• A detailed planning application has been submitted for the tallest element of Allied London’s redevelopment at St John’s, a four-building cluster next to the River Irwell reaching up to 52 storeys and offering a mix of flats, hotels and retail floor space.
  • A planning inspector has dismissed an appeal by Argonaut Holdings over a mixed-use development involving up to 375 homes close to Manchester International Airport after concluding that conditions would not ameliorate 'unacceptable noise impacts'. Cheshire East Council had refuse permission for the hybrid application for a 15-hectare site north-west of the village of Mobberley.

Newcastle Turkish bath project

The promised transformation of Newcastle City Pool and Turkish Baths has taken another step closer with the submission of a planning application to the city council.

The £5m redevelopment of the historic site proposed by Fusion Lifestyle will bring the complex back into use as a modern facility while retaining the distinctive neo-Georgian features of the 1920s building.

The plans include the restoration of the City Pool and the Turkish Baths which will incorporate a spa. Also planned are fitness facilities, exercise studios and treatment rooms.

Oxfordshire land sale scam warning

West Oxfordshire District Council has warned prospective purchasers of land advertised for sale on the popular classifieds website Gumtree that it has very limited development potential.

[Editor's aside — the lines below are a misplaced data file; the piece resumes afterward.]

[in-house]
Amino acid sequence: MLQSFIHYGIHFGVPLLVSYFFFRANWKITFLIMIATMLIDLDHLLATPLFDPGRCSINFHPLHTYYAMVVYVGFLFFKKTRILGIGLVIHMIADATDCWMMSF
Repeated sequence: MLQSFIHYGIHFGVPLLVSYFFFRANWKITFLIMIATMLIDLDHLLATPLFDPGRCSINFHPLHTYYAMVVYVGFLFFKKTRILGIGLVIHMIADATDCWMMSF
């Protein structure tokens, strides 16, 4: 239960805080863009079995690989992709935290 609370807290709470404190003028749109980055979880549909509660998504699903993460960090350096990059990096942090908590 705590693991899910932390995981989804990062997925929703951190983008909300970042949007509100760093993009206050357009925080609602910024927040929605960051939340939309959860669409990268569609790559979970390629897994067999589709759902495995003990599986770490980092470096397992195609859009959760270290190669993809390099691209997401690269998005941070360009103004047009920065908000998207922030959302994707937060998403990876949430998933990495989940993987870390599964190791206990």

Cllr Warwick Robinson, Cabinet Member for Planning at the council, said the land at Turley Lane near the village of Hailey was “in attractive open countryside away from any major settlement. Steps were taken to protect this land back in 2005 when we found out that it was to be sub-divided into plots and sold off.”

“We’re keen to make people fully aware of the planning limitations on the land and caution them that they should not invest in this site for development purposes.”

In a statement the district council stressed: “The site is partly within a conservation area and bordering ancient woodland, the site has very limited potential for any form of development and housing proposals are especially unlikely to be supported. Any permitted development rights on the land have also been removed”.

Court briefs

  • Campaigner group Save Britain's Heritage has launched a legal challenge over North East Lincolnshire Council's decision to approve the demolition of Grimsby's Cosalt Buildings, a row of historic port structures. View the BBC news article
  • An Exeter residents group has launched a judicial review over the city council’s approval for a 320-bedroom student development which the group says is contrary to the ‘made’ neighbourhood development plan. View the Local Government Lawyer news article
  • Friends of the Earth and Frack Free Ryedale have applied to the High Court for a judicial review of North Yorkshire County Council’s decision to allow fracking near the North York Moors National Park. View the BBC news article
  • The High Court has thrown out a challenge to Hounslow Council’s grant of planning permission for a free school on metropolitan open land in west London. View the Local Government Lawyer news article
Roger Milne